Our prisoner’s dilemma

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By Nick DAngelo

Our current prisoner’s dilemma bears little resemblance to the game theory model proposed by Flood and Dresher in 1950. It is less theoretical, to be sure, but remains just as important in dissecting and understanding human behavior. The central question in this model: should our tax dollars subsidize college education for inmates?

That’s the proposal of New York Governor Andrew Cuomo, who announced over the weekend that he would advocate making state funding for prisoners’ education a reality. The cost of tuition for prisoners would be $5,000 and would be paid by the state.

Prior to 1994, federal and state dollars had been provided to increase educational opportunities for inmates. However, the Democratic President Bill Clinton cut prisoners’ access to federal Pell Grants in 1994 and former Republican Governor George Pataki eliminated prisoners’ access to the Tuition Assistance Program in 1995.

The hope for education programs like these is that, by investing in the futures of inmates, we will be able to curtail the re-incarceration rate. A study by the Harry S. Truman School of Public Affairs at the University of Missouri found that released prisoners who find a job are 46 percent more likely to avoid returning to prison, which could save up to $2.7 billion nationwide in prison costs. It is believed that higher education attainment could provide the means and motivation to gain a job, build a stable life and avoid future prison time.

The thought is a worthy one. After all, as Kathy Boudin of the Columbia University School of Social Work said in 2012, “When college was removed, instead of having a line of people walking to school, we had people sitting up in the day rooms playing cards, playing dominoes, getting in fights.” And we can only assume that behavior continued after they left prison.

That may explain why Boudin, who benefited from the education funding as an inmate at Bedford Hills Correctional Facility for Women, went from domestic terrorist to Ivy-League academic. But, I’m not sure I’d want to take classes on social justice from a woman who assisted in the murders of three individuals.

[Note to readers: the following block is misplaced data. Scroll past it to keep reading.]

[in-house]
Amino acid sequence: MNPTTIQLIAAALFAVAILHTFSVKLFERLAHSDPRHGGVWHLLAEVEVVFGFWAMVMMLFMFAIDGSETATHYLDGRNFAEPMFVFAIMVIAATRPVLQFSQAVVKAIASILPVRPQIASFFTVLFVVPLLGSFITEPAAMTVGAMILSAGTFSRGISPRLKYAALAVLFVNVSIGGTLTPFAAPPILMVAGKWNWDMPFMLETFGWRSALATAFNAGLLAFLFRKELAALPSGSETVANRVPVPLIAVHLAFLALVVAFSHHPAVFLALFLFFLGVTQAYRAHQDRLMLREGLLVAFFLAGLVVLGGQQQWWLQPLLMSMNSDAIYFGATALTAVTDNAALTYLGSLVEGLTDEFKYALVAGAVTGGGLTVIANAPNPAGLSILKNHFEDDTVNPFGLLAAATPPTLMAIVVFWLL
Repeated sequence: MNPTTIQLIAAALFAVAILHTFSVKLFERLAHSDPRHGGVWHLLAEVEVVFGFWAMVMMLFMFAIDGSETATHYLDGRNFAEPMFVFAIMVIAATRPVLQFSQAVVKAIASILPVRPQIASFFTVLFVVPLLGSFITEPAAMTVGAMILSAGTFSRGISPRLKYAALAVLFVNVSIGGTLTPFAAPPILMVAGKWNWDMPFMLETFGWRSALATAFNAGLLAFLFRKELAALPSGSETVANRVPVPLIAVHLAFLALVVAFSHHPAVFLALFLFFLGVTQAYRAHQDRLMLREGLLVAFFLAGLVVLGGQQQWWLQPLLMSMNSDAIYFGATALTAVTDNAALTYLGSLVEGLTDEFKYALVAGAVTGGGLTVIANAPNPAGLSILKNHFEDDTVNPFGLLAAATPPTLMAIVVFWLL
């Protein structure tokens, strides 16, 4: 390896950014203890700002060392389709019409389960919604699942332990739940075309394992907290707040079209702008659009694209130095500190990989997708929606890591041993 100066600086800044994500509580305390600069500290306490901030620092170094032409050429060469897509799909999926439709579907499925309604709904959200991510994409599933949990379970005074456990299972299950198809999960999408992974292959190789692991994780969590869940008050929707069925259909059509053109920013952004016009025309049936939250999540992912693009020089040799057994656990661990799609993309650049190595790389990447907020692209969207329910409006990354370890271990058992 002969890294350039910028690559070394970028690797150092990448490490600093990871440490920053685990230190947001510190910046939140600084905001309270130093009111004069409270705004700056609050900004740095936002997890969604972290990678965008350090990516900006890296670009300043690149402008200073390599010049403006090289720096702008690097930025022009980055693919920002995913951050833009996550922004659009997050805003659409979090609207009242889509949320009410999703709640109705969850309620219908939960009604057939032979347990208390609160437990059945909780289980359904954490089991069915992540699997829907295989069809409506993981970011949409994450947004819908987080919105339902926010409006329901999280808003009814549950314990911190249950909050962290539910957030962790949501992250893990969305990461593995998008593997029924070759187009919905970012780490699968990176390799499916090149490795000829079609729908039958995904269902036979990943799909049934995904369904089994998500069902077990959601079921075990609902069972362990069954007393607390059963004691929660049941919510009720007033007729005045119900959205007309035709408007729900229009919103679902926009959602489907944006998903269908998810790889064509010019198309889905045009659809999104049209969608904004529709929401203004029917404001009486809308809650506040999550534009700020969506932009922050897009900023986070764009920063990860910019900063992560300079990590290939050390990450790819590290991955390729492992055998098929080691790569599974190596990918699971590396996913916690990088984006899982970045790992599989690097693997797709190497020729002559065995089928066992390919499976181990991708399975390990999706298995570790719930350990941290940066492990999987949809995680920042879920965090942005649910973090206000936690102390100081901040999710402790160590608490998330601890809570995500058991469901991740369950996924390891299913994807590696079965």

The counter-argument is a two-tiered moral one, though. Firstly, do prisoners deserve educational opportunity after the crimes they have committed? Secondly, why are taxpayer dollars working to subsidize prisoner education to a paltry $5,000 when the cost of education continues to rise for the average, non-criminal student?

According to the College Board, the average cost of tuition paid per year for a state institution is roughly $22,000, whereas the average cost of tuition paid per year for a private institution is approximately $44,000. And this is the price tag for students after financial aid, scholarships and grants are included.

Most students will spend the majority of their adult years paying off student loan debt, with thousands of dollars in interest added to the heavy load. Meanwhile, condemned criminals will be earning college credit for no cost as they pay off a separate debt to society.

In 1999, the Cornell Prison Education Program was established, and in 2008 tuition and fees were waived for inmates earning Cornell credits. Incarcerated criminals will earn the same degrees we do with none of the cost, seemingly rewarded for their detrimental actions. It’s a process that seems to laugh in the face of justice.

At the same time, though, we have to understand the declared purpose of prisons: to rehabilitate individuals in order to allow them to reenter society. In an America where a college degree is becoming a prerequisite for even the most menial jobs, education is an important variable in the process of reintegration.

Mary Katzenstein, a Cornell professor who has taught inmates, explained the stakes in black and white terms. With 95 percent of inmates due to reenter society, “Do we want people coming back to our neighborhoods who have had a chance to learn the kind of analytical skills and be exposed to the ethical values that a liberal arts education is able to impart?”

The answer is obviously yes. All of us at Union should know the value of a liberal arts education. But that does not make the answer to the dilemma any easier.

As this proposal moves through the New York State Legislature you can bet on a raucous debate, and for good reason.

At the center of this argument are the basic tenets of fairness, justice and entitlement. Some say such a program will offer unmatched opportunities to inmates, but criminals should not be at the center of the debate at all.

It should be about the well-being of society—another dilemma to add to the dilemma.

 

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